BEAM.JPG
                    LEVEL SCHEME OF 121-Te FROM IN-BEAM EXPERIMENT

                    From the level scheme it can be seen that there are several transitions going to ground state directly(indicated by yellow arrow). There are also some transitions going to the isomeric state(293KeV) (indicated by blue arrow) and from the isomeric state it goes to ground state by two successive transitions 81 KeV and 212 KeV respectively. The correction for branching ratio and intensity is done. The net intensity of all the transitions feeding the ground state is 157.2 and the net intensity of all the transitions feeding the isomeric state is 289.3.

                    As the level scheme is obtained from the in beam experiment, considering the duration of experiment to be 5 days and correcting it with the half life, the decayed amount is estimated. It was nearly 6. As from the isomeric state there are two parallel branches of decay i.e 88.6% goes to ground state through the IT decay and rest 11.4% goes to different states of 121-Sb by EC and β+ decay. Then correcting for branching ratio it is found that out of 6, 5 decays through the IT decay to the ground state and rest one decays through EC and β+ decay. Including that 5 within the intensity 157.2 the correction for intensity is being made.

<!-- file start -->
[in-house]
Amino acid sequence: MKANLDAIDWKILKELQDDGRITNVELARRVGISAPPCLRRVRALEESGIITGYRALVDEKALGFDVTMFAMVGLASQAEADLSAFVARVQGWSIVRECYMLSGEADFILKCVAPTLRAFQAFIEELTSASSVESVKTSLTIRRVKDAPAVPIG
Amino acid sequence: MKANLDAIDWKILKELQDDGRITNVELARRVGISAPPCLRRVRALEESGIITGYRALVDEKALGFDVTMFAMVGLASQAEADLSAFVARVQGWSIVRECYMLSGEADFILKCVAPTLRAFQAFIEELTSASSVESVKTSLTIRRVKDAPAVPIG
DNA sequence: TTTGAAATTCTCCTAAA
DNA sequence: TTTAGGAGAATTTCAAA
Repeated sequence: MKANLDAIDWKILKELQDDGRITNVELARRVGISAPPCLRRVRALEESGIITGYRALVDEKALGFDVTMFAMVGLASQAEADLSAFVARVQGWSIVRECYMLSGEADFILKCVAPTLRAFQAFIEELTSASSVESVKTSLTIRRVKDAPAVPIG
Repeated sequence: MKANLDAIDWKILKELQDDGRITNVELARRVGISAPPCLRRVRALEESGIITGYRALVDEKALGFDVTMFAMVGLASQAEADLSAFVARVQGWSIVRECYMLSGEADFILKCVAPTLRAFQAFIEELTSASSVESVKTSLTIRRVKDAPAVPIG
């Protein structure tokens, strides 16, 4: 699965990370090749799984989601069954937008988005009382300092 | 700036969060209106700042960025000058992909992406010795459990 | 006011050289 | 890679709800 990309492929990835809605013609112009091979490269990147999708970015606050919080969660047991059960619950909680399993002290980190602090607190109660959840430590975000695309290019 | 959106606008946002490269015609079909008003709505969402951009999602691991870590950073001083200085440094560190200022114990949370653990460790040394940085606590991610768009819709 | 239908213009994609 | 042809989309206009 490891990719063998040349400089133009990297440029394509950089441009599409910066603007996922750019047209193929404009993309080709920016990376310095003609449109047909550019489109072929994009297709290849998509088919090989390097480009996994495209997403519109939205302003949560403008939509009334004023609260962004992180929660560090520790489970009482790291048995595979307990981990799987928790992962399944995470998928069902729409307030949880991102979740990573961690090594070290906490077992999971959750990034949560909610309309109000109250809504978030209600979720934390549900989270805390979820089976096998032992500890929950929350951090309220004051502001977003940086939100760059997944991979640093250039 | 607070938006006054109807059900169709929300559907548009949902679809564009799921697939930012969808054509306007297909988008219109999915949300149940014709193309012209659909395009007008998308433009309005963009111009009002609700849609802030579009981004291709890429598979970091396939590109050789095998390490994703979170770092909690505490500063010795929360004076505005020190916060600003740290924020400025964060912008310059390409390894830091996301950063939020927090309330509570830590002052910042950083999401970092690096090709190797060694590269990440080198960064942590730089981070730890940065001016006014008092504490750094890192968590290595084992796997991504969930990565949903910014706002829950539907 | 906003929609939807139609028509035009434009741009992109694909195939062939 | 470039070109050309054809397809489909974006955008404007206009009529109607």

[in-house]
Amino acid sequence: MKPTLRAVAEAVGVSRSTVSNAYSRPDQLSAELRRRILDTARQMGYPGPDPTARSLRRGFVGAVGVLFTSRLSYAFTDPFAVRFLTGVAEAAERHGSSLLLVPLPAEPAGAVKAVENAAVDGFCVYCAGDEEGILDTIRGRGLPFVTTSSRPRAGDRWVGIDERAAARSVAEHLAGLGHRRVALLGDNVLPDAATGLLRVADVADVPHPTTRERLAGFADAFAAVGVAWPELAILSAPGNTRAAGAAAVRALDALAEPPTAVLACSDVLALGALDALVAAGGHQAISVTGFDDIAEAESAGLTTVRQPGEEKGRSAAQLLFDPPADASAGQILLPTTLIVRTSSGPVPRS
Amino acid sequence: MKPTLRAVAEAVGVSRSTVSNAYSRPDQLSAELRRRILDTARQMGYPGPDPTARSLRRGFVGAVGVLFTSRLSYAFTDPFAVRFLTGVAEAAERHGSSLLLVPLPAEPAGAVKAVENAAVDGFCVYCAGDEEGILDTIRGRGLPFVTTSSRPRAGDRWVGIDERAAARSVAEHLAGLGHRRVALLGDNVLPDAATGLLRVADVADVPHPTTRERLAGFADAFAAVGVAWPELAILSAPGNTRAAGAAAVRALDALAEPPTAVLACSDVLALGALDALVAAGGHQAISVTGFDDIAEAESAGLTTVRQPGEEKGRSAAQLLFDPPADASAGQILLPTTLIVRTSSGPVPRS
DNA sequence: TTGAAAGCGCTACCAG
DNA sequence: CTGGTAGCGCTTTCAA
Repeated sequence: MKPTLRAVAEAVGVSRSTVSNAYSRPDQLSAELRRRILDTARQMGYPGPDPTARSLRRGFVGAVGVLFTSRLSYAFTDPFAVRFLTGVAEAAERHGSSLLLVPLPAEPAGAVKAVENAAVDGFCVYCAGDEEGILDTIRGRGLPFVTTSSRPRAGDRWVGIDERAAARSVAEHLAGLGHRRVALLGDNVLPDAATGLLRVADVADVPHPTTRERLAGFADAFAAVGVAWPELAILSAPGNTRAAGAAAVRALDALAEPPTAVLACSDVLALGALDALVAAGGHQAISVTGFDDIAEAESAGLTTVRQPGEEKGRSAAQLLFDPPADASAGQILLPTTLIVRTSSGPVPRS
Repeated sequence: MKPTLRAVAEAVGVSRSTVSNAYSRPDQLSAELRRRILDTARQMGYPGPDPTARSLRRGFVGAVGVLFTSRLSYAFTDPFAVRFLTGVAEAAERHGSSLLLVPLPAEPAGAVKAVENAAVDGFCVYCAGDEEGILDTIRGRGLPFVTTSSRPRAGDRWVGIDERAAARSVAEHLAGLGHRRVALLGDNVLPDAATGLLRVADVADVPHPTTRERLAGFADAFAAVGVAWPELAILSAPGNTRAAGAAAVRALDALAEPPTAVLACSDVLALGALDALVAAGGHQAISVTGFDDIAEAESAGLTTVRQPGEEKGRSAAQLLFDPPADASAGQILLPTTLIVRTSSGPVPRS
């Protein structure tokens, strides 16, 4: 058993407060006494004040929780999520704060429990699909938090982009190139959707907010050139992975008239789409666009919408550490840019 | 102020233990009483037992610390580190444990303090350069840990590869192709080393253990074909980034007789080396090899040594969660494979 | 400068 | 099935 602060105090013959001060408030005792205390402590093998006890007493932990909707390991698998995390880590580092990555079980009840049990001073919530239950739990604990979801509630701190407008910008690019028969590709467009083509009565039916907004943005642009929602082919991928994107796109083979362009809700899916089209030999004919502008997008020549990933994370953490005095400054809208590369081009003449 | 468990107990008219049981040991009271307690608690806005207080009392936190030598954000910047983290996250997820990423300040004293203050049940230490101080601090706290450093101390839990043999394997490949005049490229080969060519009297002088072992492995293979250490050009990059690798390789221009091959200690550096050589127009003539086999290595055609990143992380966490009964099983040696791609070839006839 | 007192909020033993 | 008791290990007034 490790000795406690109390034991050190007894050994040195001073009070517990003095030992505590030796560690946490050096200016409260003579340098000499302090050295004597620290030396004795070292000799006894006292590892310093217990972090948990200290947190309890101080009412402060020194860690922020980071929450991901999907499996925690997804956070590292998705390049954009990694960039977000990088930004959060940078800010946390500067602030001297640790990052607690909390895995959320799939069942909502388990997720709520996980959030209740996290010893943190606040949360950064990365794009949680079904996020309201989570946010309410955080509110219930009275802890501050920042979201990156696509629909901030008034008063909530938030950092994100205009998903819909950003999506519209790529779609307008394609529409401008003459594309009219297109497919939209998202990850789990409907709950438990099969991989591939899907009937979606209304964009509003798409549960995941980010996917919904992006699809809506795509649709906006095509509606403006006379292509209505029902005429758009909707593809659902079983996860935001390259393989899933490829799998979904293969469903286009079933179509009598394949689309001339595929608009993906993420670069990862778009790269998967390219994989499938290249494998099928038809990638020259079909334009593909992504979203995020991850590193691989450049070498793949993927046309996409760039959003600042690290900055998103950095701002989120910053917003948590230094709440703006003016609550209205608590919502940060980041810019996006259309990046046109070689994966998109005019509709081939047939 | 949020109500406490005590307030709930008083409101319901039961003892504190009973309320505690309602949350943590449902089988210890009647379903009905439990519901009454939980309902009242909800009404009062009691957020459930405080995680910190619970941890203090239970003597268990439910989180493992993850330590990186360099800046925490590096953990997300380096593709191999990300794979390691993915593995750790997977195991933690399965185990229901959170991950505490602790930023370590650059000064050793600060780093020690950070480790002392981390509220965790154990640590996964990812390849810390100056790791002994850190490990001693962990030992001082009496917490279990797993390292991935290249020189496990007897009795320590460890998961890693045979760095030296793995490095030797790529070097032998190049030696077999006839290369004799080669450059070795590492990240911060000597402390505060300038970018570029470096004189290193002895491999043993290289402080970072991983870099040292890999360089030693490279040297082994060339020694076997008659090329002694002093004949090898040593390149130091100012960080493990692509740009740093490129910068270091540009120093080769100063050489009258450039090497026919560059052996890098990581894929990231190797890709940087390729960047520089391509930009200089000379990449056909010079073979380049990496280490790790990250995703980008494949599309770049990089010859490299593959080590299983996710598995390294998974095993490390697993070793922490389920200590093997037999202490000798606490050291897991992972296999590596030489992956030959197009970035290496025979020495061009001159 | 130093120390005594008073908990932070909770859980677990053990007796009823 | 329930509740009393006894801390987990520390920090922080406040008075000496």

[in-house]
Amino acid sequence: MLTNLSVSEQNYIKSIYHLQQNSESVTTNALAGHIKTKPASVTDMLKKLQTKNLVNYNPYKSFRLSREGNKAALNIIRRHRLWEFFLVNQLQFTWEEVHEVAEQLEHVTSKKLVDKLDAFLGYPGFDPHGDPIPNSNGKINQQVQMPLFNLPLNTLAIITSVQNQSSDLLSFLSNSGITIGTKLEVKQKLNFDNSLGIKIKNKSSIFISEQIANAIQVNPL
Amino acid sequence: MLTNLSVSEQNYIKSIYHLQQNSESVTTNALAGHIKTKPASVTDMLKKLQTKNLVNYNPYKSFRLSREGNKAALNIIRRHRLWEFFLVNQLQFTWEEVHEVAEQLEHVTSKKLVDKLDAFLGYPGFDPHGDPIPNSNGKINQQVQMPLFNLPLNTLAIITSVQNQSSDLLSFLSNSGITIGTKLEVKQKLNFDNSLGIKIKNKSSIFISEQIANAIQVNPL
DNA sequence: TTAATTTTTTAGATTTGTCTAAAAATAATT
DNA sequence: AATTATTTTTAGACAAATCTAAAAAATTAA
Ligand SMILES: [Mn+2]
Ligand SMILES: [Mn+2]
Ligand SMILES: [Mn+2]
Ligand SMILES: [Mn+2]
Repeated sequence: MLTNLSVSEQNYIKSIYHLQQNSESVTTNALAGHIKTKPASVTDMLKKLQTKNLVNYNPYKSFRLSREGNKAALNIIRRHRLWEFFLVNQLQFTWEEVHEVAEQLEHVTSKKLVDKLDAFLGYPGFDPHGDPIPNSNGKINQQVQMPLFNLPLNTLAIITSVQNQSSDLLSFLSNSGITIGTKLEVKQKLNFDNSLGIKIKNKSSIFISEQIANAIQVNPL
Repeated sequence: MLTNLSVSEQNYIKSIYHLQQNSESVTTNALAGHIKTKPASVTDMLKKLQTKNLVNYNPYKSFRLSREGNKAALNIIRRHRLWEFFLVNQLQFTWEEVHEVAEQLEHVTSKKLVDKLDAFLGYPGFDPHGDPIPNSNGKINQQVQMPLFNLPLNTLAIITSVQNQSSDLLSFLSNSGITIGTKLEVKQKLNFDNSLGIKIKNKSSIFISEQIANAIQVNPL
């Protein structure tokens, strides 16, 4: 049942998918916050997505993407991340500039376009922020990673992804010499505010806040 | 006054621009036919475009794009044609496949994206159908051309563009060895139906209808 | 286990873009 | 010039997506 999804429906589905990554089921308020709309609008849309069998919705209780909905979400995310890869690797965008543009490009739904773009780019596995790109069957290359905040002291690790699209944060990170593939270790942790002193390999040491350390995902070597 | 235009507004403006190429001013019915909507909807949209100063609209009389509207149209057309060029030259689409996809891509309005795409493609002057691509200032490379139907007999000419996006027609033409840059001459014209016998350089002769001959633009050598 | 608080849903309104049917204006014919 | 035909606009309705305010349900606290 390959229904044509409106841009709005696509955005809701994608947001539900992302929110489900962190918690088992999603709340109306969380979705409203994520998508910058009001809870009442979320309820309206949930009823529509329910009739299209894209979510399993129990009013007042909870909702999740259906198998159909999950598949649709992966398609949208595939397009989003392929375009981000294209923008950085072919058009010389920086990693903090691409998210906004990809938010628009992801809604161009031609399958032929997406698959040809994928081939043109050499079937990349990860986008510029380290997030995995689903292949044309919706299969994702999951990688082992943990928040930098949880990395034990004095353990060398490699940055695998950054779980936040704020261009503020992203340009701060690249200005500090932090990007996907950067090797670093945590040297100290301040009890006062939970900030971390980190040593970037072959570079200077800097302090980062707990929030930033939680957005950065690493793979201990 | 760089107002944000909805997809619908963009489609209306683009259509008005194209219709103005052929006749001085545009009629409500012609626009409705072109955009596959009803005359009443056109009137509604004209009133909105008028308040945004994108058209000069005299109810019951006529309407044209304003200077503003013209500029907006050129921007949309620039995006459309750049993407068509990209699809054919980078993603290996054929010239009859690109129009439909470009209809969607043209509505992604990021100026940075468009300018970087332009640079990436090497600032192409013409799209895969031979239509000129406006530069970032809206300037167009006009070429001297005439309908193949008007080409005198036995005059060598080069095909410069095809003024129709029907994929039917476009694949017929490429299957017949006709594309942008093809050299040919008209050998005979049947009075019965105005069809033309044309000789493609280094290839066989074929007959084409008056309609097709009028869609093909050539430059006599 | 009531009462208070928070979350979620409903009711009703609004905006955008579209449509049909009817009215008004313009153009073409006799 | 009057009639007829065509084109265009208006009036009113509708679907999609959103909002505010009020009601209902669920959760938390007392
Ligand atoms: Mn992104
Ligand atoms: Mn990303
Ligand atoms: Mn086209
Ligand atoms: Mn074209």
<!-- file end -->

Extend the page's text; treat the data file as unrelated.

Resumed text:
Ground state population=157 Isomeric state population=289 Isomer decaying=6 (5 decays by IT decay and 1 by EC and β+ decay) Isomer remaining=283 So, this ground state population contains that 5. The estimation in our data for the population for 121-Te represents that 284 (283+1) but that is not the total population for 121-Te. Hence population of 121-Te = corrected  intensity284×(284+157)\frac{corrected\;intensity}{284}\times\left(284+157\right)

                    For the transitions 212 KeV and 1102 KeV and 159 KeV the net intensity (Iγ+ce) is given in the decay scheme shown in figure-6 . Correcting for their conversion coefficient the intensity for the gamma transition is determined.